On this day in #F1: 25th October

Brought to you by TheJudge13 chronicler Carlo Carluccio.

– 1997: Three into One doesn’t fit!

The Formula One circus arrived in Jerez, Southern Spain, for the final race of the 1997 season, The European Grand Prix.

Michael Schumacher and Jacques Villeneuve were the main protagonists, with everybody else merely bit part players for the main show.


They had left Suzuka with the Williams driver a point ahead and arrived at a cool Spanish track with Villeneuve one point behind in the standings. Fear not, I shall explain.

In qualifying at Suzuka, Villeneuve passed waved yellow flags after Jos Verstappen’s Tyrrell came to a halt beside the track. Nine drivers ignored the instruction to slow down but Villeneuve had infringed this rule twice previously in the season. The FIA penalised him and he would have to start at the back of the grid.

Williams appealed the decision, and therefore he started from pole position with the intention of affecting Schumacher’s race. Villeneuve would eventually finish in fifth position with the Ferrari driver winning the race. It was these two points that he lost when the FIA Court of Appeal rejected his appeal and he was disqualified from the results.

There was no love lost between the two teams and their respective drivers. For this reason, at the season finale, tensions were running understandably high.

Early in qualifying Villeneuve set a time of 1m 21.072. Less than fifteen minutes later Schumacher stopped the timing beam at 1m 21.072 also. He had been faster on his first and second splits but lost a little time at the chicane where yellow flags were held out after his brother Ralf had spun off.

With ten minutes of the session to run Frentzen – Villeneuve’s team-mate – went out for his final run. He was quicker through the first two splits but got the car sideways at the chicane, losing him a little time. His final qualifying time was – 1m 21.072.

For the first time since Formula One began, the top three all shared the same time. The rules for this happening are simple. First come – first served. Therefore Villeneuve would take pole position from Schumacher in second and Frenzten in third.

Villeneuve : “It’s very surprising, but I guess it’s the best way to have the championship settled. I’m actually surprised that the lap was quick enough for pole. I made a few mistakes and the wind was strong, so I didn’t push too hard because I didn’t know what it was going to do.

Schumacher: “I had the situation under control. I knew from my dashboard read-out I was going to do a 1m 21.0s, but I didn’t know if it was going to be in front or behind Jacques. To have us both on the front row is what I was looking for. It proves we are all competing on a very high level.

Frentzen: “I think next year we need four numbers after the dot.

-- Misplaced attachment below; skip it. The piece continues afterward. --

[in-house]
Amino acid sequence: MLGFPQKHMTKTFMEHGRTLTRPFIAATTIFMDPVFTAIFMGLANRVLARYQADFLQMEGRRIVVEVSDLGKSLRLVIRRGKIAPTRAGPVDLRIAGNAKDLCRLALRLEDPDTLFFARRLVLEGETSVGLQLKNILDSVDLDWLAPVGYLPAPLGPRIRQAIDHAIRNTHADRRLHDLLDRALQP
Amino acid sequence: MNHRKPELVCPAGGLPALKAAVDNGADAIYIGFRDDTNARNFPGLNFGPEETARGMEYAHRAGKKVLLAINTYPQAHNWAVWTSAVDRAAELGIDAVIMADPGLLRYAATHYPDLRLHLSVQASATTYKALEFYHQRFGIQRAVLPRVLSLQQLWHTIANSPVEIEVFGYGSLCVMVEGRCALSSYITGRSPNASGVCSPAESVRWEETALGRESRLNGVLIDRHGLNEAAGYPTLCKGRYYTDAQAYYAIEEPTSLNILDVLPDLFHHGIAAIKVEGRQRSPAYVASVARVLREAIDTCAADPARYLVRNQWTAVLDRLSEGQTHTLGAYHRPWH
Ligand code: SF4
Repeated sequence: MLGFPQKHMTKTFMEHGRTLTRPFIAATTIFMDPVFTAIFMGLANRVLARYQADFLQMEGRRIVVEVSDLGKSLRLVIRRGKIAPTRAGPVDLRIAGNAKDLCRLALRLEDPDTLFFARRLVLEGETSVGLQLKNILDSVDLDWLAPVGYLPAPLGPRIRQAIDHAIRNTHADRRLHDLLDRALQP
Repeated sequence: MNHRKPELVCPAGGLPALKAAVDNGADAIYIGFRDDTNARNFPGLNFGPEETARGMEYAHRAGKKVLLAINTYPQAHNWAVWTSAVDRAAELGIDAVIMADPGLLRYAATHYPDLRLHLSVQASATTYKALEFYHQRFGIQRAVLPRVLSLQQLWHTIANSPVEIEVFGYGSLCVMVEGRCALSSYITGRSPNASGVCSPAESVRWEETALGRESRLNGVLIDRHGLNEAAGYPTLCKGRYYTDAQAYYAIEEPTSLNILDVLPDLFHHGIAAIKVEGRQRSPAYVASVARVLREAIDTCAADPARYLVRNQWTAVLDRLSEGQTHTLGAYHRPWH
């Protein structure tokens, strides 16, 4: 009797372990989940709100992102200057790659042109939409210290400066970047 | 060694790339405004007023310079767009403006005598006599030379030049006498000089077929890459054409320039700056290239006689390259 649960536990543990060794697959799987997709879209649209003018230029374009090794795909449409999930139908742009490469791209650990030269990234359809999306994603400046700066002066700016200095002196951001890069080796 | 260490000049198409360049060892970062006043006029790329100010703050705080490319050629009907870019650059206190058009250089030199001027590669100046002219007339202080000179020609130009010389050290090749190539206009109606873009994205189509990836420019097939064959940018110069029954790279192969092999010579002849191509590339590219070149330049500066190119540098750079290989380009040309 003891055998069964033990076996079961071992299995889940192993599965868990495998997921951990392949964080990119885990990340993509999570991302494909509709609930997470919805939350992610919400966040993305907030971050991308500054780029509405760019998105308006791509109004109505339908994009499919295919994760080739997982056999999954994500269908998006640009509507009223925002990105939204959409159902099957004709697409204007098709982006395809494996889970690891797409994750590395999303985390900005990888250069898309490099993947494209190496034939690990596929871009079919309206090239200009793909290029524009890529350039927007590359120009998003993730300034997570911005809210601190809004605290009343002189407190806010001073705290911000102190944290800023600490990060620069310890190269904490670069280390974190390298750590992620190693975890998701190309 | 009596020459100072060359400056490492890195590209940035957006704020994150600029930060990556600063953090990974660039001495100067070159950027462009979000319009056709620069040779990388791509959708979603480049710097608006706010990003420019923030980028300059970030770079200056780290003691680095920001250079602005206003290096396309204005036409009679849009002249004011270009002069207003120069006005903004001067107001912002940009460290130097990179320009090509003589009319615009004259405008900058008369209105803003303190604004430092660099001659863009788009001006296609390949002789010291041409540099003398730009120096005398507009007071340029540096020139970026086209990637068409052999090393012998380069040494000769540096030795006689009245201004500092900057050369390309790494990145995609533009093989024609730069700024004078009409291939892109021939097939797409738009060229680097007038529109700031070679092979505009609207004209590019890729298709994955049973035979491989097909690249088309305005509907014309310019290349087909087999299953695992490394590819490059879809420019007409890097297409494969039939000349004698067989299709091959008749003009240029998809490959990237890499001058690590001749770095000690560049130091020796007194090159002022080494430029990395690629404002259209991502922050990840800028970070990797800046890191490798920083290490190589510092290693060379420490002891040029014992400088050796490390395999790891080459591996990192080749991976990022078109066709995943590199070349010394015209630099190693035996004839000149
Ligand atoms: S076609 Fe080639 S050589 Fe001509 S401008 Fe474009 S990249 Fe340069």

4 responses to “On this day in #F1: 25th October

  1. “I think next year we need four numbers after the dot.”
    How delightfully technical… 😉
    I would have liked to know what happened in the race – or is that for tomorrow…?

    • I remember this session, it was amazing that the 3 main protagonists could all record the same time. Frentzen as Villeneuve’s main gunner of course. Sounds like Villeneuve could have been 3rd without the yellow flag..

      Quite funny the events of the race. I hadn’t seen 94 as I was too young, but I instantly knew what MSc was trying to do, as Brundle pointed out. Great move from Villeneuve. I was a bit surprised at what happened near the end as well as I didn’t see 95 either (until I got F1 for Playstation!). Maybe a bit like 2010? As Villeneuve should have had the title sewn up earlier in the season, but it led to a thrilling climax.

      Also, it was the end of an era (wide track cars, slicks), and 98 Melbourne saw the Newey McLarens 1 second clear on the front row (and team orders enter the debate once more). Maybe we are in a similar situation here today with the V8 engines. Same in 2014 with Newey RB? For what its worth, I never knew why the changes happened in 98 – cars were able to overtake in the slicks and wide track era, a lot more than followed anyway. Safety?

      • Exactly that, safety.
        Narrower tracks meant slower corner speeds and add grooved tyres too.
        They soon overcame that!
        One particular consequence of narrow cars was higher top speeds on he straights, lol
        The FIA !!

    • Sorry BJF, I’d not even thought about part 2, just try to bring a little interest to the OTDs.
      This was the race that Schumi would attempt to take out JV to win the WDC.

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